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Designing for quality: The understanding dementia MOOC

Citation

King, C and Kelder, J-A and Doherty, K and Phillips, R and McInerney, F and Walls, J and Robinson, A and Vickers, J, Designing for quality: The understanding dementia MOOC, Electronic Journal of e-Learning, 12, (2) pp. 161-171. ISSN 1479-4403 (2014) [Refereed Article]


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Copyright Statement

Copyright 2014 ACPIL

Official URL: http://www.ejel.org/main.html

Abstract

The introduction of Massive Open Online Courses (MOOCs) as a vehicle for education delivery presents opportunities and challenges. In the context of the Wicking Dementia Research and Education Centre (Wicking Centre), the driver to develop a MOOC was the promise of addressing the international deficit in evidence-based dementia education, as well as the lack of research into international perspectives on dementia. The Wicking Centre's activity integrates research and education, framed by the concept of 'quality of life across the trajectory of dementia.' With dementia emerging as the public health issue of the 21st century, lack of dementia education at multiple levels, professional and non-professional, is of increasing concern. The disruptive character of MOOCs, with associated risks and uncertainties, warranted the application of a research-oriented project management approach to development. This included investing resources in gathering and analysing data to underpin each phase of decision-making. We used a design-based research approach incorporating the concept of 'life-cycle of an e-learning design' (Phillips et al. 2012). Data collection and analysis focused on three dynamically interacting components: 1) expertise in dementia knowledge and dementia education; 2) a cohort-centric approach to design and delivery, and 3) models and designs for MOOCs currently promoted, discussed and reported in the higher education discipline. Laurillard's Conversational Framework, relating types of learning, teaching-learning activities and the digital technologies that support them (2012), informed the selection of digital technology elements for massive-scale engagement of our identified cohort. The paper describes the initial design process and the outcomes of the limited release pilot that informed the first full offering of the MOOC.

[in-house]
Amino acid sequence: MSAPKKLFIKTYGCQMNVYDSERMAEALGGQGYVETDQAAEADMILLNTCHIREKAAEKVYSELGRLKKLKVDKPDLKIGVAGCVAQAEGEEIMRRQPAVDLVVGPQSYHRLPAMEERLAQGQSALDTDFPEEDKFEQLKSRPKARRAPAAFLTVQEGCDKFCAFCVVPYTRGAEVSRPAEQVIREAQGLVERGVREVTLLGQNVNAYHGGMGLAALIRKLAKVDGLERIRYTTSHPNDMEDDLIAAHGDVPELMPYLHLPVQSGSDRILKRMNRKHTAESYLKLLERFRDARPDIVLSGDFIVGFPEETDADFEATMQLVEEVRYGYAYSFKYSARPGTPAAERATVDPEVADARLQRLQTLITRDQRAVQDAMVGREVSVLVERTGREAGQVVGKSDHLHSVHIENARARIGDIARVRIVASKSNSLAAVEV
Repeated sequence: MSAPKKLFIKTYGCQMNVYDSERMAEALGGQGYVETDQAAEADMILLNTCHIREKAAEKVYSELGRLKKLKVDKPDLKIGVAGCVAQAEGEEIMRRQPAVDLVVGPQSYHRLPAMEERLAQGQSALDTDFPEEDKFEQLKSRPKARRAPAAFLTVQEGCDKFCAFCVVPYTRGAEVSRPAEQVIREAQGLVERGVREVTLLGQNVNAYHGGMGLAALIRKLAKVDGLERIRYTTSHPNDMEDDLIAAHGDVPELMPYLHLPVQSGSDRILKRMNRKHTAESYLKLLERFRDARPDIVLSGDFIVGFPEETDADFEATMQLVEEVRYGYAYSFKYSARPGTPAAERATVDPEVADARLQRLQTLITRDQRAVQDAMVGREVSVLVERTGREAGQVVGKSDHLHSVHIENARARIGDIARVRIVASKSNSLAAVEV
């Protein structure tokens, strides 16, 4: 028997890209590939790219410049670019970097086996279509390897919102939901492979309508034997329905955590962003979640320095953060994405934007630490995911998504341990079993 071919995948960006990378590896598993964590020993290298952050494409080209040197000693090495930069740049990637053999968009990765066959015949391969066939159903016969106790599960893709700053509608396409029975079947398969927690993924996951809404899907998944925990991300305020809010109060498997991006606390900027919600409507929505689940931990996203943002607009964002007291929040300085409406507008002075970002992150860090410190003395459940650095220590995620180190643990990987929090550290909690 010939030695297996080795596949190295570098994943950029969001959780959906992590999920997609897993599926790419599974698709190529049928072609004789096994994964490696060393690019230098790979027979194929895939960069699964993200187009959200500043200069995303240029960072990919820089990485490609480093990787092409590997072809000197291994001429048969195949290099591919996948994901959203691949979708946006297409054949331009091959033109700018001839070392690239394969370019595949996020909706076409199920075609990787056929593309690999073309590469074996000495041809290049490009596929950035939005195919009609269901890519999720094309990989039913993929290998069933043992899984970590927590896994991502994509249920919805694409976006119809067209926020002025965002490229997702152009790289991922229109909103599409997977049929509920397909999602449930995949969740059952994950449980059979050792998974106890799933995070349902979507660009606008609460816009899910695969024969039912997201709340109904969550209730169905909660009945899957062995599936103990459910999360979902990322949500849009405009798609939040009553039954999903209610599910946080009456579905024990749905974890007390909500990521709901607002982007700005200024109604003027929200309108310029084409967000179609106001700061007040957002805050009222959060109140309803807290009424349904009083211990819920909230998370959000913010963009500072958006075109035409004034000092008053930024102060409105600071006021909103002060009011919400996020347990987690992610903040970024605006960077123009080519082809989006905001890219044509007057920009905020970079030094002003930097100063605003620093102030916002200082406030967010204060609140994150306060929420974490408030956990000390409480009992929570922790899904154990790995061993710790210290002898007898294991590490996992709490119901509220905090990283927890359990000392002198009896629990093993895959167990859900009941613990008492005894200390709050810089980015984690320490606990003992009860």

Item Details

Item Type:Refereed Article
Keywords:dementia, design, education, MOOC, online learning, open education resources
Research Division:Education
Research Group:Curriculum and Pedagogy
Research Field:Medicine, Nursing and Health Curriculum and Pedagogy
Objective Division:Education and Training
Objective Group:Teaching and Instruction
Objective Field:Teaching and Instruction Technologies
Author:King, C (Dr Carolyn King)
Author:Kelder, J-A (Dr Jo-Anne Kelder)
Author:Doherty, K (Dr Kathleen Doherty)
Author:McInerney, F (Professor Fran McInerney)
Author:Walls, J (Professor Justin Walls)
Author:Robinson, A (Professor Andrew Robinson)
Author:Vickers, J (Professor James Vickers)
ID Code:95452
Year Published:2014
Deposited By:Wicking Dementia Research and Education Centre
Deposited On:2014-10-02
Last Modified:2015-05-12
Downloads:0

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